Tuesday, April 8, 2014

Freedom Walk Buffalo 2014

Photos By: Priscilla K

This Saturday, 124 attendees from across Buffalo, Rochester, and Southern Ontario, including students, families, and fraternities, came together for the 2nd Annual Freedom Walk Buffalo. Attendees arrived wearing orange, the color of freedom and the United Hands of Hope House. Attendees came to learn about human trafficking and to become a voice for the voiceless.  A grand total of $504.18 was raised for United Hands of Hope House!  
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"You can only sell drugs once, but you can sell a woman or a man, 30 to 40 times a day, and keep selling," 
- Karen O'Hara

The morning began with our main speaker Karen O'Hara, who shared her personal story as an overcomer of human trafficking.  She then spoke to us about the importance of being aware that human trafficking can and does occur everywhere, including small towns and suburbs. As the founder and director of United Hands of Hope House, O'Hara shared how she works to provide recovery services to domestic female survivors of human trafficking.  During her talk, she also emphasized the need for drop-in centers and safe houses to provide safety and support to victims of human trafficking in Buffalo, New York.  A young human trafficking abolitionist also spoke to us about the prevalence of grooming that is happening online to youth, through social media, such as Facebook.



Our second speaker was Deputy Elizabeth Fildes, program director of the Human Trafficking Division of the Erie County Sheriff's Office. Before she presented, she prompted us to stand up and dance merengue with each other!  After that break, Deputy Fildes began her talk and spoke about her work in the field. Through her work interviewing victims of human trafficking, she has seen how many girls trapped in sex slavery had a previous history involving abuse and/or drug addiction.  After speaking about how victims of human trafficking come to be, she spoke about traffickers and how they are now utilizing online outlets to lure victims for later sales which can also utilize online websites.  However, we learned that something can be done on our part.  Deputy Fildes stressed the importance of grants and community action to help push legislation, which will overall help protect and provide services for these victims.


Our third speaker was Rochester Police Officer Moses E. Robinson.  Officer Robinson educated us on the realities of human trafficking in our area, on the relationship between gangs and human trafficking, and how the internet is being used to lure victims of human trafficking.  Officer Robinson told us how important it is to respect everyone, especially elders, and how each of us should truly appreciate the family we have because so many people our age don't have people they feel they can trust. The most important take-away from his talk was how interrelated gangs, drugs, lack of respect, and traffickers online are.  Just like the other speakers, he told us that we can help end this by being alert of what is happening around us, online, and of the resources available to help end the slave trade.


Following these dynamic speakers, there was a question and answer session where questions on legislation and how the thriving Canadian economy will increase human trafficking in Canada and Buffalo. Then, we headed outside to raise awareness of human trafficking in the community.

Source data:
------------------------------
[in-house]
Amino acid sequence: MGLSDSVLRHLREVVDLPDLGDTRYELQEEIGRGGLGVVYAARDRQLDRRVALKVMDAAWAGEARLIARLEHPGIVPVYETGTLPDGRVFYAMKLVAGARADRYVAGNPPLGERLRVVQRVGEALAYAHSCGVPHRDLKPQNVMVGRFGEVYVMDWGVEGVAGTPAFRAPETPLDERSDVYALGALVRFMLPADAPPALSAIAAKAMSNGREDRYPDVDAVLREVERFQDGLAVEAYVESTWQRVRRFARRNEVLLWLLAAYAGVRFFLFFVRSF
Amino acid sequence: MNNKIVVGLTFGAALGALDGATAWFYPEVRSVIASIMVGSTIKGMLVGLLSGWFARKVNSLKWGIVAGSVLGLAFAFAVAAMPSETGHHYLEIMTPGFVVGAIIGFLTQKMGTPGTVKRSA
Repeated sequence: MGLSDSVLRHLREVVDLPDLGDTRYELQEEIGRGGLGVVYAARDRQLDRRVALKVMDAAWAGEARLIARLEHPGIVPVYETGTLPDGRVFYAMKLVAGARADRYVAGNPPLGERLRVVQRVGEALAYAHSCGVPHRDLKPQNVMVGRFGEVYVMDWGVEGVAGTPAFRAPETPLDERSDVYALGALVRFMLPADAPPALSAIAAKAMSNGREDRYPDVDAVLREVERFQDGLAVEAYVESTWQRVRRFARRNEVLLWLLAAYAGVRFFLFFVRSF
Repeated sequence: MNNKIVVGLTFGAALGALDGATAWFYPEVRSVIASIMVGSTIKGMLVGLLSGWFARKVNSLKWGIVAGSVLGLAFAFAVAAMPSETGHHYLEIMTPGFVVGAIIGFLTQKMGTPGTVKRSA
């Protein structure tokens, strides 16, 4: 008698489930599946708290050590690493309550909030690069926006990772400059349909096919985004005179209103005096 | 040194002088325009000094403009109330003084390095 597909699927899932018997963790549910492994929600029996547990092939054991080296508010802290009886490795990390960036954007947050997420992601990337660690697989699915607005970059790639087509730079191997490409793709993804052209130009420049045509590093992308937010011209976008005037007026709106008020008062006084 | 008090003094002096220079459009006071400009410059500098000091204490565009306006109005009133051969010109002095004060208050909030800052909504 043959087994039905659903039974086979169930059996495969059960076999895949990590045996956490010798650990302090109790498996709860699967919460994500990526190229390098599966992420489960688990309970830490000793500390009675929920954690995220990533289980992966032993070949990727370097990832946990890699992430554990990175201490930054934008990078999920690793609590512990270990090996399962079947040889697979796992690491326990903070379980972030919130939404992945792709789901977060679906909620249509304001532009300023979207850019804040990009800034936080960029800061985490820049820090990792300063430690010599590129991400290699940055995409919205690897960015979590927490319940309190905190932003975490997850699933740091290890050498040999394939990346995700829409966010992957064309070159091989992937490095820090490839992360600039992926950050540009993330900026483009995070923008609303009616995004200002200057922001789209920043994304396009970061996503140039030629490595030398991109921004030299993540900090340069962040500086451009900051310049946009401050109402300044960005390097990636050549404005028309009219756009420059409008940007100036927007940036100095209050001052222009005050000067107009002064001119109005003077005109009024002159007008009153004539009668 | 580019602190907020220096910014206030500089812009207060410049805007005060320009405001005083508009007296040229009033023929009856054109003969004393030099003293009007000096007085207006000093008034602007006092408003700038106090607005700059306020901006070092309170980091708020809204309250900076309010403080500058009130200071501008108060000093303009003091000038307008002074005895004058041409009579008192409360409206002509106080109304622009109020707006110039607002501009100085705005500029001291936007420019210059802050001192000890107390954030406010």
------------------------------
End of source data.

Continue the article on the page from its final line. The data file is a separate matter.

It was a cold, cloudy, and windy day.  Despite the cold wind and gloomy sky, we were out there for a reason.  We were out there because victims of slavery were and are, in this very moment, being sold and purchased against their will, regardless of the weather.  Human trafficking occurs across the world every day and every night. With this in mind, our group marched outside with our signs and information cards, shouting chants for an end to human trafficking. We also passed out informative flyers on human trafficking to passing cars and bystanders. 



"Hey! Hey!
Noooo!
Slavery has got to go!"


"What do we want? Freedom!"
"When do we want it? Now!"

 A few of our signs did rip because of the wind, and some of us stood close to keep warm.  As we approached the main road, many supporters honked and we responded with hearty, "horas".  As the 5km walk came to an end, we took a group picture, raising one last voice in unison.  "What do we want? Freedom!"


A huge THANK YOU to all of you who came to the 2nd Annual Freedom Walk Buffalo to become aware of the unacceptable reality that is occurring in our community and to become an advocate for change!  Thank you for standing with us, braving the weather, raising your voice, and being a fellow to humanity.  To become more involved with fighting human trafficking, please check out the links below!


Human trafficking abolition organizations in Western New York / Buffalo :

For research and resources on human trafficking nationally and internationally, check out:

Call 1-888-373-7888 or text BeFree (233733)
The National Human Trafficking Resource Center (NHTRC) is a national, toll-free hotline, available to answer calls and texts from anywhere in the country, 24 hours a day, 7 days a week, every day of the year.
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May God guide you as you join in the battle against slavery,
Christine

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